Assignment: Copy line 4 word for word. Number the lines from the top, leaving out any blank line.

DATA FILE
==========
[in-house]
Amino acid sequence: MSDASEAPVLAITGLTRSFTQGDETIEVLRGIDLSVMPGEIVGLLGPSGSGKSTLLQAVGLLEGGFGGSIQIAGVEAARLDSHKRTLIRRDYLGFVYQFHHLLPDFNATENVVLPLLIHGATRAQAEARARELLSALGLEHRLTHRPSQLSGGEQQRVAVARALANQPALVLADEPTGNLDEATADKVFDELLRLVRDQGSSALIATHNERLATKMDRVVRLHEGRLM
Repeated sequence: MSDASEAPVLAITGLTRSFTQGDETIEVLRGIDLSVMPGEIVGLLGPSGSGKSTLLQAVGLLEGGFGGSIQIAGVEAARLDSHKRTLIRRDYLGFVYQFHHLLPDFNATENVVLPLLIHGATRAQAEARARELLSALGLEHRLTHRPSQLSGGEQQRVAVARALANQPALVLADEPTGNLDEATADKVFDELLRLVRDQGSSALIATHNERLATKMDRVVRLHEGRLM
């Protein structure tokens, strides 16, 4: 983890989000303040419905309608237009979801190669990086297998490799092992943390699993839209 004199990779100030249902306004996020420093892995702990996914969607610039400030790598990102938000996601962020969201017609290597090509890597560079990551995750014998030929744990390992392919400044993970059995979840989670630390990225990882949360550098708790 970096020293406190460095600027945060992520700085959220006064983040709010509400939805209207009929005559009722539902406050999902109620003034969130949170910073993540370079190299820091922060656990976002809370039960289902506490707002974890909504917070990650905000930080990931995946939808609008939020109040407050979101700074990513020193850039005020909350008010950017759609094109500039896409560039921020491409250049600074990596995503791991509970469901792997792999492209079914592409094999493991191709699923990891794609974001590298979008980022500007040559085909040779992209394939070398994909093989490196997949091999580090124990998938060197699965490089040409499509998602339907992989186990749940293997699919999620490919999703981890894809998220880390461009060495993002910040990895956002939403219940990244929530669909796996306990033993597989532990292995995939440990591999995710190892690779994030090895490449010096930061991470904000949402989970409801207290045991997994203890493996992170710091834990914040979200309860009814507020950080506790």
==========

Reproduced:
């Protein structure tokens, strides 16, 4: 983890989000303040419905309608237009979801190669990086297998490799092992943390699993839209 004199990779100030249902306004996020420093892995702990996914969607610039400030790598990102938000996601962020969201017609290597090509890597560079990551995750014998030929744990390992392919400044993970059995979840989670630390990225990882949360550098708790 970096020293406190460095600027945060992520700085959220006064983040709010509400939805209207009929005559009722539902406050999902109620003034969130949170910073993540370079190299820091922060656990976002809370039960289902506490707002974890909504917070990650905000930080990931995946939808609008939020109040407050979101700074990513020193850039005020909350008010950017759609094109500039896409560039921020491409250049600074990596995503791991509970469901792997792999492209079914592409094999493991191709699923990891794609974001590298979008980022500007040559085909040779992209394939070398994909093989490196997949091999580090124990998938060197699965490089040409499509998602339907992989186990749940293997699919999620490919999703981890894809998220880390461009060495993002910040990895956002939403219940990244929530669909796996306990033993597989532990292995995939440990591999995710190892690779994030090895490449010096930061991470904000949402989970409801207290045991997994203890493996992170710091834990914040979200309860009814507020950080506790």